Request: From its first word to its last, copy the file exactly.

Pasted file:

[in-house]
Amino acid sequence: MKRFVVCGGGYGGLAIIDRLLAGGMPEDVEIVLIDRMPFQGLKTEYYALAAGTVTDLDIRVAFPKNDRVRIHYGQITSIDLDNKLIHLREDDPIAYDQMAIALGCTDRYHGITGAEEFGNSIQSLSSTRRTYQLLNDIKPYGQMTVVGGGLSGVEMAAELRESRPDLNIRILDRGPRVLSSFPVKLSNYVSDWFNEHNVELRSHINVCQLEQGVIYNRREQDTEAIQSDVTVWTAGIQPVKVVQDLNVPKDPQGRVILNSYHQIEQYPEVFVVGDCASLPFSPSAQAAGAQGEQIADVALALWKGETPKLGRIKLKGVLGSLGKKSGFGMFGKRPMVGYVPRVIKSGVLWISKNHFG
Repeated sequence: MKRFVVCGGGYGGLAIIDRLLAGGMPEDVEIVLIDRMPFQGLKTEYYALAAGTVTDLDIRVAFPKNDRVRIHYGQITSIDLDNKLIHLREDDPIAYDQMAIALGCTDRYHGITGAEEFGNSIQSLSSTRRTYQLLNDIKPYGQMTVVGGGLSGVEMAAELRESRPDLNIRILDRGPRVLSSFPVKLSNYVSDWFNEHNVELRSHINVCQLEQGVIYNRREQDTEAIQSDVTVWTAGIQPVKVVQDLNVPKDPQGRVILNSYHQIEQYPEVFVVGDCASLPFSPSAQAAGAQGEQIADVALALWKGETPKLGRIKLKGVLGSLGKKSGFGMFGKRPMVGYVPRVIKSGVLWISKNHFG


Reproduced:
[in-house]
Amino acid sequence: MKRFVVCGGGYGGLAIIDRLLAGGMPEDVEIVLIDRMPFQGLKTEYYALAAGTVTDLDIRVAFPKNDRVRIHYGQITSIDLDNKLIHLREDDPIAYDQMAIALGCTDRYHGITGAEEFGNSIQSLSSTRRTYQLLNDIKPYGQMTVVGGGLSGVEMAAELRESRPDLNIRILDRGPRVLSSFPVKLSNYVSDWFNEHNVELRSHINVCQLEQGVIYNRREQDTEAIQSDVTVWTAGIQPVKVVQDLNVPKDPQGRVILNSYHQIEQYPEVFVVGDCASLPFSPSAQAAGAQGEQIADVALALWKGETPKLGRIKLKGVLGSLGKKSGFGMFGKRPMVGYVPRVIKSGVLWISKNHFG
Repeated sequence: MKRFVVCGGGYGGLAIIDRLLAGGMPEDVEIVLIDRMPFQGLKTEYYALAAGTVTDLDIRVAFPKNDRVRIHYGQITSIDLDNKLIHLREDDPIAYDQMAIALGCTDRYHGITGAEEFGNSIQSLSSTRRTYQLLNDIKPYGQMTVVGGGLSGVEMAAELRESRPDLNIRILDRGPRVLSSFPVKLSNYVSDWFNEHNVELRSHINVCQLEQGVIYNRREQDTEAIQSDVTVWTAGIQPVKVVQDLNVPKDPQGRVILNSYHQIEQYPEVFVVGDCASLPFSPSAQAAGAQGEQIADVALALWKGETPKLGRIKLKGVLGSLGKKSGFGMFGKRPMVGYVPRVIKSGVLWISKNHFG